TORONTO (Mar. 15) — Lou Lamoriello made it clear last week that he has no qualms about burning through a year of entry–level contractual authority over William Nylander. As such, and though it appears somewhat wasteful, the Toronto Maple Leafs No. 1 prospect will remain in the National Hockey League beyond his nine–game tryout limit, which concludes tonight against Tampa Bay at the Air Canada Centre.
This is hardly a life–and–death issue. It simply indicates that Nylander will remain under an entry–level boundary for the next two years rather than three; the Leafs having to sign him more lucratively as a restricted free agent after the 2017–18 season. Same applies to Nikita Soshnikov. Of course, with the Steven Stamkos conjecture becoming more rampant by the week, who knows how much salary–cap leverage the Leafs may have in three years? Apparently, it isn’t a major concern. Team president Brendan Shanahan, Lamoriello and head coach Mike Babcock concur that the No. 1 priority — right now — is auditioning the club’s top prospects for the remainder of this season and then returning them to the Toronto Marlies of the American Hockey League for the Calder Cup tournament.
The plan may be sound with respect to jump–starting the NHL careers of Nylander, Soshnikov, Zach Hyman and others — none of whom will feel out of sorts at training camp next September. It could, however, come at quite a cost to the team this summer. As I’ve written here before, there is virtually no logic to supplementing the Leafs roster with enthusiasm and skill for the final quarter of this long–lost season (why not return the top youngsters to the Marlies and fill out the Leafs line–up with second–tier AHL players?). While the elite guys are hardly lighting up the scoreboard, their presence has boosted the club to the tune of five points in the past four games. Just when it appeared the Leafs would continue spiraling into the NHL basement, there is once again the potential to finish above 30th place by season’s end. Which, as we know, will only hinder the team’s percentage–odds of landing the No. 1 pick at the June draft in Buffalo.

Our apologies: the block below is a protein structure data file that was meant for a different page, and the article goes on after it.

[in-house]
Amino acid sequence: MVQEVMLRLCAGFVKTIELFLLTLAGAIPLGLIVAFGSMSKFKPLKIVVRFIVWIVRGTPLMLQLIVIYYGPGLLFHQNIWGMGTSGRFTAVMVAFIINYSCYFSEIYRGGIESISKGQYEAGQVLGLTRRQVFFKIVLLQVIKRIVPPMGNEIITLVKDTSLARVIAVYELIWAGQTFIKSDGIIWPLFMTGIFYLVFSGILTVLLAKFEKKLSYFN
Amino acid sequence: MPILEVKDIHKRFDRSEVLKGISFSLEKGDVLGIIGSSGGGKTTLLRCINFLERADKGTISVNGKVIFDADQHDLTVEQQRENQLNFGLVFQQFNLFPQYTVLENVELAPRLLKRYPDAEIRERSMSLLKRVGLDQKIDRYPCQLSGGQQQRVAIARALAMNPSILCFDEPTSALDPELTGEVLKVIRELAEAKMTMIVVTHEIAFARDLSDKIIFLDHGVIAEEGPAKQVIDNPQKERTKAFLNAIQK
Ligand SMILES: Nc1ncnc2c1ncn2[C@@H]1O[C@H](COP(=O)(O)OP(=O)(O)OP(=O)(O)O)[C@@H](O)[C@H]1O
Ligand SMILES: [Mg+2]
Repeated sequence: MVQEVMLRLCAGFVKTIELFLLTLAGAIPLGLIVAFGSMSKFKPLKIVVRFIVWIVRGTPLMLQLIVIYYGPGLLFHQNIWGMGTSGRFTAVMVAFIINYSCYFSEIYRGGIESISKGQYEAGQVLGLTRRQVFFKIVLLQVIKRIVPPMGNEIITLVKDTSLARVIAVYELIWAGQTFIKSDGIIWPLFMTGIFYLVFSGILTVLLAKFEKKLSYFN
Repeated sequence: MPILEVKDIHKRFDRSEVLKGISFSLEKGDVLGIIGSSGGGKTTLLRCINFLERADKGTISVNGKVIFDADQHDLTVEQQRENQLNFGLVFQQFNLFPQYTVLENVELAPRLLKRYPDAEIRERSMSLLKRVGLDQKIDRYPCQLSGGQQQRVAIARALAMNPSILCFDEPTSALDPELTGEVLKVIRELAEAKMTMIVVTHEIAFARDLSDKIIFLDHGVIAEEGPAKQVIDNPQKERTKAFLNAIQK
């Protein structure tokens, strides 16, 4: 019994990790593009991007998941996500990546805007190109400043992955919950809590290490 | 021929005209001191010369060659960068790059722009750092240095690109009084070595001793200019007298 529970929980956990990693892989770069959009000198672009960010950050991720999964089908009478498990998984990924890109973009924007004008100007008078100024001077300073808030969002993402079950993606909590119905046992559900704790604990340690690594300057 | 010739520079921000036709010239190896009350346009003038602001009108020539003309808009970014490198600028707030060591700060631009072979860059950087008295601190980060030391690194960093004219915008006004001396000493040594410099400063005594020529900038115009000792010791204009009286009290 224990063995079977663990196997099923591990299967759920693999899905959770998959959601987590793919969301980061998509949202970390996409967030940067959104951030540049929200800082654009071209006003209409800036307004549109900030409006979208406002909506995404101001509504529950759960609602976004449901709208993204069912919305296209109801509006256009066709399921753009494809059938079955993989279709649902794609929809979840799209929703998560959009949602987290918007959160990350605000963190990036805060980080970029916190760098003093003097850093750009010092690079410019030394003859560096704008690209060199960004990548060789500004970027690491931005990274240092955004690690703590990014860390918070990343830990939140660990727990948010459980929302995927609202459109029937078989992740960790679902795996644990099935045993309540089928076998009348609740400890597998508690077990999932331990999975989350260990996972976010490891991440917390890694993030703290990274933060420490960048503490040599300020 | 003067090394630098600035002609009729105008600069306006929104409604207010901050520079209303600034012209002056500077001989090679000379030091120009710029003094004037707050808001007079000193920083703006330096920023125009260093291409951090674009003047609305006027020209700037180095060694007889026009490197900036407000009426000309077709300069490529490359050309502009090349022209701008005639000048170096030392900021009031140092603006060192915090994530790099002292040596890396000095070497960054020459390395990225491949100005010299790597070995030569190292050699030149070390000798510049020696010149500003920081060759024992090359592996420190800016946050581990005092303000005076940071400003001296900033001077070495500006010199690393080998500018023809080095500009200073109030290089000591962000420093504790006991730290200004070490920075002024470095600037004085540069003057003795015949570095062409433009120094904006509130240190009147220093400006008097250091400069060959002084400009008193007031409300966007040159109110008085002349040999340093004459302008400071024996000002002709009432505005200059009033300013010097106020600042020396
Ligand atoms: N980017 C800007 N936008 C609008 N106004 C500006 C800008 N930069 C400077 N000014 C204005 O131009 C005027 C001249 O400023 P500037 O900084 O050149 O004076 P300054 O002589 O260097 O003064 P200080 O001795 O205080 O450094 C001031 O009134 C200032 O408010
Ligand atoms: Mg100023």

WILLIAM NYLANDER ISN’T HELPING THE LEAFS STAY COMFORTABLY IN 30th PLACE IN THE NHL.
In my view, this poses a greater risk than torching a year of entry–level restriction. If the Leafs finish last in the overall standings, they are guaranteed a top–four selection in June — thereby assuring (for argument’s sake) that one of Auston Matthews, Patrik Laine, Jesse Puljujarvi or Matthew Tkachuk (ranked 1–4 by TSN’s Bob McKenzie at mid–season) joins the Blue and White. And, from all I’ve heard, the Leafs would do very well with any of them. Thirtieth place also brings with it a 20 percent lottery chance of landing the No. 1 draft pick. That figure drops to 13.5% for the 29th–place club and 11.5% for the team finishing 28th.
Heading into action tonight, the Leafs trail 29th–place Edmonton by four points (57–61) but have a ridiculous four games in hand on the Oilers. One game will be made up with Tampa here in town and the Oilers idle. But, the margin becomes four again tomorrow night with the Leafs idle and Edmonton hosting St. Louis. Despite a recent surge, the Oilers have proven historically adept at sticking close to that No. 30 position. Calgary and Winnipeg are six points up on the Leafs (with 63 apiece) — Toronto having one game in hand on each. The Flames visit the Air Canada Centre next Monday in a rather atypical “four–pointer.”
The Maple Leaf brain–trust seems content and happy with the youngsters toiling away. Still, it would be an immeasurable waste to move past even one team in the overall standings.
IT WAS 20 YEARS AGO TODAY…
I went through my collection of THE HOCKEY NEWS and fetched the edition from two decades ago — Mar. 15, 1996. The long–rumored trade of Wayne Gretzky from Los Angeles to St. Louis had finally materialized and was all the rage, as you’ll see in these images. Gretzky appeared in only 18 regular–season games with the Blues toward the end of the 1995–96 schedule. He then helped St. Louis eliminate the Maple Leafs (coached by “Nimrod” Nick Beverley) in six games of an opening–round playoff series before losing to Detroit in Round 2 on a rather legendary slap–shot by Steve Yzerman in overtime of Game 7 at Joe Louis Arena. Gretzky had two goals and 16 points in his 13 playoff matches that spring. He signed as a free agent with the New York Rangers for 1996–97 and wound up his unprecedented career at Madison Square Garden (against Pittsburgh) on Apr. 18, 1999. Here, contents from THE HOCKEY NEWS of Mar. 15, 1996: